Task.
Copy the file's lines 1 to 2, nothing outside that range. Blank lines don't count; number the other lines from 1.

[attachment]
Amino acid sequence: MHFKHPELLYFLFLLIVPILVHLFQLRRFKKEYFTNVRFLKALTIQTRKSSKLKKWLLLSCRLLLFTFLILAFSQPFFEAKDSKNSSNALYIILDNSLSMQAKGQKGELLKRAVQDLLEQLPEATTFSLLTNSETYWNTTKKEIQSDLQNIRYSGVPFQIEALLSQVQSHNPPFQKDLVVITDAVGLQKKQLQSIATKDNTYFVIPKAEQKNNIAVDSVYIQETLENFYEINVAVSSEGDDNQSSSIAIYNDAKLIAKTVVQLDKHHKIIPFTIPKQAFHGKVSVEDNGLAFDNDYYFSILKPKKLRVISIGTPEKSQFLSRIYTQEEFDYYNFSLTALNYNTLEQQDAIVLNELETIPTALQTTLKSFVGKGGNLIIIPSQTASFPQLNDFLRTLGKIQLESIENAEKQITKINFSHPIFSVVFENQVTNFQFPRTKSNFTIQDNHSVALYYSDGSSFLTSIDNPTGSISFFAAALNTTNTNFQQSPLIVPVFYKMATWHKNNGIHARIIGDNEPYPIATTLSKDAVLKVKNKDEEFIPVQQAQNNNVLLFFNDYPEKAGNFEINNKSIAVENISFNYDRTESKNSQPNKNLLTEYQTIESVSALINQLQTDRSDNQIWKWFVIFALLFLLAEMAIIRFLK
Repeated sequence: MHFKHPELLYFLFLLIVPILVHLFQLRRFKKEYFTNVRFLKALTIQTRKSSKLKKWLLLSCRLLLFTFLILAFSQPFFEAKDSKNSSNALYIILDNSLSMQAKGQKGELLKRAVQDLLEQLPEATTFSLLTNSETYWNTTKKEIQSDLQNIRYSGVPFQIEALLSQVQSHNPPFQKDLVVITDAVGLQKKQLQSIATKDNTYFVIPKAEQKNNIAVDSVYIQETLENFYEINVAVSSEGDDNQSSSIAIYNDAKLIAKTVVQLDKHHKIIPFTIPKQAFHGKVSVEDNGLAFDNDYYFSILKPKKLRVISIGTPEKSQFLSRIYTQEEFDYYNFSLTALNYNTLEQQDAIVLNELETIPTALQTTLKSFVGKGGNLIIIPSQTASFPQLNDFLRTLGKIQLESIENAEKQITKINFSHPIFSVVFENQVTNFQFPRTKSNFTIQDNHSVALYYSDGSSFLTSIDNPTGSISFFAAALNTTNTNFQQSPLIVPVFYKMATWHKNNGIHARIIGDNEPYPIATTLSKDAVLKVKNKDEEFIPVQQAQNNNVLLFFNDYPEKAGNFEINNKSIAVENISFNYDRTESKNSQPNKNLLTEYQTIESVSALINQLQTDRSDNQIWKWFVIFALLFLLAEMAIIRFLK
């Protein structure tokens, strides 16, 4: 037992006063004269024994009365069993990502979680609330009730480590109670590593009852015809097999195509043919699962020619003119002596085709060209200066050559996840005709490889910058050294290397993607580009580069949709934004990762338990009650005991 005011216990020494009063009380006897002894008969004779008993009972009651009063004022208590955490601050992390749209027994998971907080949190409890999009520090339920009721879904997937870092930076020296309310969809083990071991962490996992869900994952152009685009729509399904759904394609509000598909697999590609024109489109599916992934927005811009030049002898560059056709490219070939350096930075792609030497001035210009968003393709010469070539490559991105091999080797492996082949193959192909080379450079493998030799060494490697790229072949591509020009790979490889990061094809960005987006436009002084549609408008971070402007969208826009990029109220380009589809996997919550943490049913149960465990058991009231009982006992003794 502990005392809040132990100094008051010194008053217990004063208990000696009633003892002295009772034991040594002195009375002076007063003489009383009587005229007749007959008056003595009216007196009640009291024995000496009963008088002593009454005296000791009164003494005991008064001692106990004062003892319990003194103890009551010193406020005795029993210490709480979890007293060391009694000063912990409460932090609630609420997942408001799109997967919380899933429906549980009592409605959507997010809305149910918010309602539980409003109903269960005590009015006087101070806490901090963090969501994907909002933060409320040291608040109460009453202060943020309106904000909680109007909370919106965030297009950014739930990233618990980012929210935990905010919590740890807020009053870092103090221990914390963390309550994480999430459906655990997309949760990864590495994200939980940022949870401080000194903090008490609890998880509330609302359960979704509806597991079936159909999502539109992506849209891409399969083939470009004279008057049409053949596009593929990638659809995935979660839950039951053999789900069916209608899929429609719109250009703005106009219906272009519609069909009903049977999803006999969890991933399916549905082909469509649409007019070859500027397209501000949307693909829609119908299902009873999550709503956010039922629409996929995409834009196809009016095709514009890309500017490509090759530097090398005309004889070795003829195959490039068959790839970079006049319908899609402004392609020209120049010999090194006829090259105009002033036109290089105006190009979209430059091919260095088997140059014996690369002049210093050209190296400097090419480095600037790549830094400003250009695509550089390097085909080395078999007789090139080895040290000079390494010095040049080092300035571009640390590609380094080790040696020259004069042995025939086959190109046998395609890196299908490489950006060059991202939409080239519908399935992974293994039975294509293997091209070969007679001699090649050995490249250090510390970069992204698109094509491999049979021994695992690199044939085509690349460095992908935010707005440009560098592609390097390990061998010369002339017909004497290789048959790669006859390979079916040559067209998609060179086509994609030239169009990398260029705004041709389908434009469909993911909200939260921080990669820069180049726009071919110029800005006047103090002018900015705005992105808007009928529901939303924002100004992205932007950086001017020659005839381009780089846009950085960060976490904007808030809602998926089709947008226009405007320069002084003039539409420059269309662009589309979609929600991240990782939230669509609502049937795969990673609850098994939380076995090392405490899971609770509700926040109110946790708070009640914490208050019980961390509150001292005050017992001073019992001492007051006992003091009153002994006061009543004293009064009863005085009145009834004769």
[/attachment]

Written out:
Amino acid sequence: MHFKHPELLYFLFLLIVPILVHLFQLRRFKKEYFTNVRFLKALTIQTRKSSKLKKWLLLSCRLLLFTFLILAFSQPFFEAKDSKNSSNALYIILDNSLSMQAKGQKGELLKRAVQDLLEQLPEATTFSLLTNSETYWNTTKKEIQSDLQNIRYSGVPFQIEALLSQVQSHNPPFQKDLVVITDAVGLQKKQLQSIATKDNTYFVIPKAEQKNNIAVDSVYIQETLENFYEINVAVSSEGDDNQSSSIAIYNDAKLIAKTVVQLDKHHKIIPFTIPKQAFHGKVSVEDNGLAFDNDYYFSILKPKKLRVISIGTPEKSQFLSRIYTQEEFDYYNFSLTALNYNTLEQQDAIVLNELETIPTALQTTLKSFVGKGGNLIIIPSQTASFPQLNDFLRTLGKIQLESIENAEKQITKINFSHPIFSVVFENQVTNFQFPRTKSNFTIQDNHSVALYYSDGSSFLTSIDNPTGSISFFAAALNTTNTNFQQSPLIVPVFYKMATWHKNNGIHARIIGDNEPYPIATTLSKDAVLKVKNKDEEFIPVQQAQNNNVLLFFNDYPEKAGNFEINNKSIAVENISFNYDRTESKNSQPNKNLLTEYQTIESVSALINQLQTDRSDNQIWKWFVIFALLFLLAEMAIIRFLK
Repeated sequence: MHFKHPELLYFLFLLIVPILVHLFQLRRFKKEYFTNVRFLKALTIQTRKSSKLKKWLLLSCRLLLFTFLILAFSQPFFEAKDSKNSSNALYIILDNSLSMQAKGQKGELLKRAVQDLLEQLPEATTFSLLTNSETYWNTTKKEIQSDLQNIRYSGVPFQIEALLSQVQSHNPPFQKDLVVITDAVGLQKKQLQSIATKDNTYFVIPKAEQKNNIAVDSVYIQETLENFYEINVAVSSEGDDNQSSSIAIYNDAKLIAKTVVQLDKHHKIIPFTIPKQAFHGKVSVEDNGLAFDNDYYFSILKPKKLRVISIGTPEKSQFLSRIYTQEEFDYYNFSLTALNYNTLEQQDAIVLNELETIPTALQTTLKSFVGKGGNLIIIPSQTASFPQLNDFLRTLGKIQLESIENAEKQITKINFSHPIFSVVFENQVTNFQFPRTKSNFTIQDNHSVALYYSDGSSFLTSIDNPTGSISFFAAALNTTNTNFQQSPLIVPVFYKMATWHKNNGIHARIIGDNEPYPIATTLSKDAVLKVKNKDEEFIPVQQAQNNNVLLFFNDYPEKAGNFEINNKSIAVENISFNYDRTESKNSQPNKNLLTEYQTIESVSALINQLQTDRSDNQIWKWFVIFALLFLLAEMAIIRFLK